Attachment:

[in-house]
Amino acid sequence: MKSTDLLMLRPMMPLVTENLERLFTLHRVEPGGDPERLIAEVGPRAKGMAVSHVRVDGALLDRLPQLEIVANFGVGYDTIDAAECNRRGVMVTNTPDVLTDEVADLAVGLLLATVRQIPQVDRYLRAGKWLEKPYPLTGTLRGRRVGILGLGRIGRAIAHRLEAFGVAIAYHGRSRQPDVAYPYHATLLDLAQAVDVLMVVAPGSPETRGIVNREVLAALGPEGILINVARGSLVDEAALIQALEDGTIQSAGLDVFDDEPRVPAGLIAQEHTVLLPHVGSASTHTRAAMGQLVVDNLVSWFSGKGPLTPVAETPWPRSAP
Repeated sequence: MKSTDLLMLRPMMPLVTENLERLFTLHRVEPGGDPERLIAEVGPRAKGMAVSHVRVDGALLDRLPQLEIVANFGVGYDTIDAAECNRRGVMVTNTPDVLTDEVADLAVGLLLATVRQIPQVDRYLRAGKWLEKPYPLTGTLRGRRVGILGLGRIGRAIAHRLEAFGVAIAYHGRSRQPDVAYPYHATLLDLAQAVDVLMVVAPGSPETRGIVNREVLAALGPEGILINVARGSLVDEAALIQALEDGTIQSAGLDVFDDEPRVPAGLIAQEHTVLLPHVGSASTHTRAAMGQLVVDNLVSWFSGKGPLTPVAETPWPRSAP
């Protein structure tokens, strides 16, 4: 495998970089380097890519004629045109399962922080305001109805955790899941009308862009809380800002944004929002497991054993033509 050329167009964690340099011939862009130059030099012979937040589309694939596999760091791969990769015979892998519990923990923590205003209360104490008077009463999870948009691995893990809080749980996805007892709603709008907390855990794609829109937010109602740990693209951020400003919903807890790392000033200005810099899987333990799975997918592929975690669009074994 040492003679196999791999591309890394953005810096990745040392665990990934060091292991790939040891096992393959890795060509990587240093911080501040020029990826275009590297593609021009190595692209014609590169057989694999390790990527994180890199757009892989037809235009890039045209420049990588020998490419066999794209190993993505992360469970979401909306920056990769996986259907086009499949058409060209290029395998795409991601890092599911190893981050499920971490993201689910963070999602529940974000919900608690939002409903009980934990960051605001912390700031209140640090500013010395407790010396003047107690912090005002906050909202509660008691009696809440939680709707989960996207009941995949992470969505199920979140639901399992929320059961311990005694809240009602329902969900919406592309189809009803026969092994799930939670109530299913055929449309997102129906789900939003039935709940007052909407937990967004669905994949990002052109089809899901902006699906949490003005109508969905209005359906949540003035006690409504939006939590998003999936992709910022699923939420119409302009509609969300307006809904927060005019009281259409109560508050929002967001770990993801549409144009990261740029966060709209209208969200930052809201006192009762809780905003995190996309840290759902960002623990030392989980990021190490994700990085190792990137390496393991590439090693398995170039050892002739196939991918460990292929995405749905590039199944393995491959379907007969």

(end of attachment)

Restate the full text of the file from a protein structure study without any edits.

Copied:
[in-house]
Amino acid sequence: MKSTDLLMLRPMMPLVTENLERLFTLHRVEPGGDPERLIAEVGPRAKGMAVSHVRVDGALLDRLPQLEIVANFGVGYDTIDAAECNRRGVMVTNTPDVLTDEVADLAVGLLLATVRQIPQVDRYLRAGKWLEKPYPLTGTLRGRRVGILGLGRIGRAIAHRLEAFGVAIAYHGRSRQPDVAYPYHATLLDLAQAVDVLMVVAPGSPETRGIVNREVLAALGPEGILINVARGSLVDEAALIQALEDGTIQSAGLDVFDDEPRVPAGLIAQEHTVLLPHVGSASTHTRAAMGQLVVDNLVSWFSGKGPLTPVAETPWPRSAP
Repeated sequence: MKSTDLLMLRPMMPLVTENLERLFTLHRVEPGGDPERLIAEVGPRAKGMAVSHVRVDGALLDRLPQLEIVANFGVGYDTIDAAECNRRGVMVTNTPDVLTDEVADLAVGLLLATVRQIPQVDRYLRAGKWLEKPYPLTGTLRGRRVGILGLGRIGRAIAHRLEAFGVAIAYHGRSRQPDVAYPYHATLLDLAQAVDVLMVVAPGSPETRGIVNREVLAALGPEGILINVARGSLVDEAALIQALEDGTIQSAGLDVFDDEPRVPAGLIAQEHTVLLPHVGSASTHTRAAMGQLVVDNLVSWFSGKGPLTPVAETPWPRSAP
């Protein structure tokens, strides 16, 4: 495998970089380097890519004629045109399962922080305001109805955790899941009308862009809380800002944004929002497991054993033509 050329167009964690340099011939862009130059030099012979937040589309694939596999760091791969990769015979892998519990923990923590205003209360104490008077009463999870948009691995893990809080749980996805007892709603709008907390855990794609829109937010109602740990693209951020400003919903807890790392000033200005810099899987333990799975997918592929975690669009074994 040492003679196999791999591309890394953005810096990745040392665990990934060091292991790939040891096992393959890795060509990587240093911080501040020029990826275009590297593609021009190595692209014609590169057989694999390790990527994180890199757009892989037809235009890039045209420049990588020998490419066999794209190993993505992360469970979401909306920056990769996986259907086009499949058409060209290029395998795409991601890092599911190893981050499920971490993201689910963070999602529940974000919900608690939002409903009980934990960051605001912390700031209140640090500013010395407790010396003047107690912090005002906050909202509660008691009696809440939680709707989960996207009941995949992470969505199920979140639901399992929320059961311990005694809240009602329902969900919406592309189809009803026969092994799930939670109530299913055929449309997102129906789900939003039935709940007052909407937990967004669905994949990002052109089809899901902006699906949490003005109508969905209005359906949540003035006690409504939006939590998003999936992709910022699923939420119409302009509609969300307006809904927060005019009281259409109560508050929002967001770990993801549409144009990261740029966060709209209208969200930052809201006192009762809780905003995190996309840290759902960002623990030392989980990021190490994700990085190792990137390496393991590439090693398995170039050892002739196939991918460990292929995405749905590039199944393995491959379907007969």